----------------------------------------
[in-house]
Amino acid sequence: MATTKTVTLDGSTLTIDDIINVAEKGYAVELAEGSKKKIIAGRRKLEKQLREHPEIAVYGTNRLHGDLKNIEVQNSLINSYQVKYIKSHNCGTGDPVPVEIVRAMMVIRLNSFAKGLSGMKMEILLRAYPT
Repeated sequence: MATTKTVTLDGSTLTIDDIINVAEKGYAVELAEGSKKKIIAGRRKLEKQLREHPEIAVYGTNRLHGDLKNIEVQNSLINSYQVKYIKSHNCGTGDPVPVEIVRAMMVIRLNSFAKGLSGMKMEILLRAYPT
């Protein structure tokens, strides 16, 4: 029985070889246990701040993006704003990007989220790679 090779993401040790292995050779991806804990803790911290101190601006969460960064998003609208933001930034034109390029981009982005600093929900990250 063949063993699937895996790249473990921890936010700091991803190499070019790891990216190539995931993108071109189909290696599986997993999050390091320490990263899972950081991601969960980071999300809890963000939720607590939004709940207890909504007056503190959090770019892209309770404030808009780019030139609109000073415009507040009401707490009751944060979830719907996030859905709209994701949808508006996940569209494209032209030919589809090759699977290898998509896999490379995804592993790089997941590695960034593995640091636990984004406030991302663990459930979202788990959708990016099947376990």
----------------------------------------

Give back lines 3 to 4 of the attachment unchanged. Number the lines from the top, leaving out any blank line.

Repeated sequence: MATTKTVTLDGSTLTIDDIINVAEKGYAVELAEGSKKKIIAGRRKLEKQLREHPEIAVYGTNRLHGDLKNIEVQNSLINSYQVKYIKSHNCGTGDPVPVEIVRAMMVIRLNSFAKGLSGMKMEILLRAYPT
């Protein structure tokens, strides 16, 4: 029985070889246990701040993006704003990007989220790679 090779993401040790292995050779991806804990803790911290101190601006969460960064998003609208933001930034034109390029981009982005600093929900990250 063949063993699937895996790249473990921890936010700091991803190499070019790891990216190539995931993108071109189909290696599986997993999050390091320490990263899972950081991601969960980071999300809890963000939720607590939004709940207890909504007056503190959090770019892209309770404030808009780019030139609109000073415009507040009401707490009751944060979830719907996030859905709209994701949808508006996940569209494209032209030919589809090759699977290898998509896999490379995804592993790089997941590695960034593995640091636990984004406030991302663990459930979202788990959708990016099947376990």